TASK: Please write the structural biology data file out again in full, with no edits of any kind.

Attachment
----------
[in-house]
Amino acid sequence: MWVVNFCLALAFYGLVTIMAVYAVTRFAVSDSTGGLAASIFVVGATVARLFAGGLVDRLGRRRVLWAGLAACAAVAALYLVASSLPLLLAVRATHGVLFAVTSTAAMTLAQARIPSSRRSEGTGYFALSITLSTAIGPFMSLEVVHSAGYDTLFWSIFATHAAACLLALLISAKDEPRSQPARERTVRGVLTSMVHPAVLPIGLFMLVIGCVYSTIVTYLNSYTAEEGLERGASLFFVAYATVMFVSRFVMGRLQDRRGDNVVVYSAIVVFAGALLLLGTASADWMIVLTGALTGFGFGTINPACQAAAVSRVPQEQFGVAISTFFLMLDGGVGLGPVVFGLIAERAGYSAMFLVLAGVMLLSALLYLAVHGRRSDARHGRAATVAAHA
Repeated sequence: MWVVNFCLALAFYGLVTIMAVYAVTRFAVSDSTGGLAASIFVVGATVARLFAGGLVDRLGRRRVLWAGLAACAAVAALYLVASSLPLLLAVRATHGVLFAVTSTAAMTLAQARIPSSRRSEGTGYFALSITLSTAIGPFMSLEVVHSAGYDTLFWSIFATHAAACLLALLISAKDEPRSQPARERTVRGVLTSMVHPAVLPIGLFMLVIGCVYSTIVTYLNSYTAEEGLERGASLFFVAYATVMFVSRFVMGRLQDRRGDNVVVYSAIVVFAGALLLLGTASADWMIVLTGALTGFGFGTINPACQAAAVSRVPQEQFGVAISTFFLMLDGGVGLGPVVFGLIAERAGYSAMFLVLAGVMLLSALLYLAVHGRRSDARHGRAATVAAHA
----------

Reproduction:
[in-house]
Amino acid sequence: MWVVNFCLALAFYGLVTIMAVYAVTRFAVSDSTGGLAASIFVVGATVARLFAGGLVDRLGRRRVLWAGLAACAAVAALYLVASSLPLLLAVRATHGVLFAVTSTAAMTLAQARIPSSRRSEGTGYFALSITLSTAIGPFMSLEVVHSAGYDTLFWSIFATHAAACLLALLISAKDEPRSQPARERTVRGVLTSMVHPAVLPIGLFMLVIGCVYSTIVTYLNSYTAEEGLERGASLFFVAYATVMFVSRFVMGRLQDRRGDNVVVYSAIVVFAGALLLLGTASADWMIVLTGALTGFGFGTINPACQAAAVSRVPQEQFGVAISTFFLMLDGGVGLGPVVFGLIAERAGYSAMFLVLAGVMLLSALLYLAVHGRRSDARHGRAATVAAHA
Repeated sequence: MWVVNFCLALAFYGLVTIMAVYAVTRFAVSDSTGGLAASIFVVGATVARLFAGGLVDRLGRRRVLWAGLAACAAVAALYLVASSLPLLLAVRATHGVLFAVTSTAAMTLAQARIPSSRRSEGTGYFALSITLSTAIGPFMSLEVVHSAGYDTLFWSIFATHAAACLLALLISAKDEPRSQPARERTVRGVLTSMVHPAVLPIGLFMLVIGCVYSTIVTYLNSYTAEEGLERGASLFFVAYATVMFVSRFVMGRLQDRRGDNVVVYSAIVVFAGALLLLGTASADWMIVLTGALTGFGFGTINPACQAAAVSRVPQEQFGVAISTFFLMLDGGVGLGPVVFGLIAERAGYSAMFLVLAGVMLLSALLYLAVHGRRSDARHGRAATVAAHA